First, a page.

News / Africa

Zimbabwe Lawmakers Face Seating Shortage

Lawmaker Priscilla Misihairabwi-Mushonga, shown here on Oct. 23, 2013, wants Zimbabwe's parliamentary sessions to be held outside the chamber because the facility is too small to house all the members of parliament. (VOA/Sebastian Mhofu)
Lawmaker Priscilla Misihairabwi-Mushonga, shown here on Oct. 23, 2013, wants Zimbabwe's parliamentary sessions to be held outside the chamber because the facility is too small to house all the members of parliament. (VOA/Sebastian Mhofu)
— A Zimbabwean lawmaker is proposing that parliament start holding meetings outside its chamber in the capital, Harare.  She says that will solve the problem of crowding in the chamber, which is now too small to house all the MPs. 

Those 270 Zimbabweans might have won parliamentary seats in the July elections, but the fight for a place to sit in the House of Assembly is far from over.  The House was designed to hold only 160 members, giving rise to a seating shortage every time parliament meets.

Priscilla Misihairabwi-Mushonga is one of the MPs tired of scrambling for a seat.  She has proposed a motion that would allow parliament to meet outside the chamber, anywhere in Zimbabwe.

“The very main [point] is that there are too many of us, therefore we are not able to fit in parliament," said Misihairabwi-Mushonga. "The last point is that we had our independence in 1980; why do we still have a parliament that looks like we are in United Kingdom?”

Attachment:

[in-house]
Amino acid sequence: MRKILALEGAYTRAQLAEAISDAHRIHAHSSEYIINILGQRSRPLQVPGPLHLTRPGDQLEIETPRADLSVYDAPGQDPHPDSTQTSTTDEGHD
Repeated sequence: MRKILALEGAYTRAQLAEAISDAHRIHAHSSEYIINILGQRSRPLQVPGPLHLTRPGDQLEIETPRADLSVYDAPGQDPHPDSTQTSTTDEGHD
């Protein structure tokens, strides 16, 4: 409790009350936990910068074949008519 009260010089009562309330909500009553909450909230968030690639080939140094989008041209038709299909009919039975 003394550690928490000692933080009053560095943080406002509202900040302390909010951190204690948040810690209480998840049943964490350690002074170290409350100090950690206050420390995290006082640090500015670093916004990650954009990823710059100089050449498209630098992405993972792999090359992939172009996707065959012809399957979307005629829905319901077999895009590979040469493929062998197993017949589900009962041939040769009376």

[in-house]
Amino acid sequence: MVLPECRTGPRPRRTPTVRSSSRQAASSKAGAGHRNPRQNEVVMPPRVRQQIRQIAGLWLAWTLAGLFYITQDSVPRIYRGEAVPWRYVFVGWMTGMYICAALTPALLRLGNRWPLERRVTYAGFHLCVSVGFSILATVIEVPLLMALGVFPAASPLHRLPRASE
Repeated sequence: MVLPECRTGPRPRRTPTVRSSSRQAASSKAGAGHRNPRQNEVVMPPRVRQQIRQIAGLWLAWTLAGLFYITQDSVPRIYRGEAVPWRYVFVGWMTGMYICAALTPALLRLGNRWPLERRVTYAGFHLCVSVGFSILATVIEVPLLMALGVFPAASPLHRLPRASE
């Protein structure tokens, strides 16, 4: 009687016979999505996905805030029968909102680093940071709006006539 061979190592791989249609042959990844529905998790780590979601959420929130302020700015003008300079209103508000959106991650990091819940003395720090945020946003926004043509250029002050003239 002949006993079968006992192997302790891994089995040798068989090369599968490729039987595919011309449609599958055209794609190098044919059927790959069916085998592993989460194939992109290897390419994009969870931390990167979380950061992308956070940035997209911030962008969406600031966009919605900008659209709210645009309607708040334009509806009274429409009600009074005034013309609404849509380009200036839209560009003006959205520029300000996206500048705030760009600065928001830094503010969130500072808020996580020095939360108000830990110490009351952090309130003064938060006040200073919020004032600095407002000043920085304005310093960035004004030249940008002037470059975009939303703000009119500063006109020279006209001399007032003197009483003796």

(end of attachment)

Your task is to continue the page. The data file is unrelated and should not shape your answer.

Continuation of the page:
The parliament, which was built during the colonial era, was never expanded when Zimbabwe won its independence from Britain in 1980.  Since then the number of MPs has increased from 90 to the current 270.

In a telephone interview, Zimbabwe's Finance Minister Patrick Chinamasa said he was aware that MPs were complaining about the limited space in parliament.  He said the Zimbabwean government had no money to construct a bigger building.

Austin Zvoma, the clerk of parliament, told journalists the same thing ahead of parliament's opening.

“We expect a very good attendance, but it [the chamber] can only accommodate the maximum that it can.  The others might have to sit in the gallery, or standing in the passageway, or waiting just outside the chamber to go in and debate," said Zvoma.

Misihairabwi-Mushonga is not convinced that Harare has no money to build a bigger parliament.

“I think it is just an excuse, we have seen the same government spending resources on other things.  I think it is a question of just prioritizing and saying what is important.  In this instance, if you really believe that parliament is important, you certainly find resources to do so," she said.

Resource allocation is certainly an issue in Zimbabwe, where state ministers drive around in luxury vehicles while about a quarter of the population survives on food aid.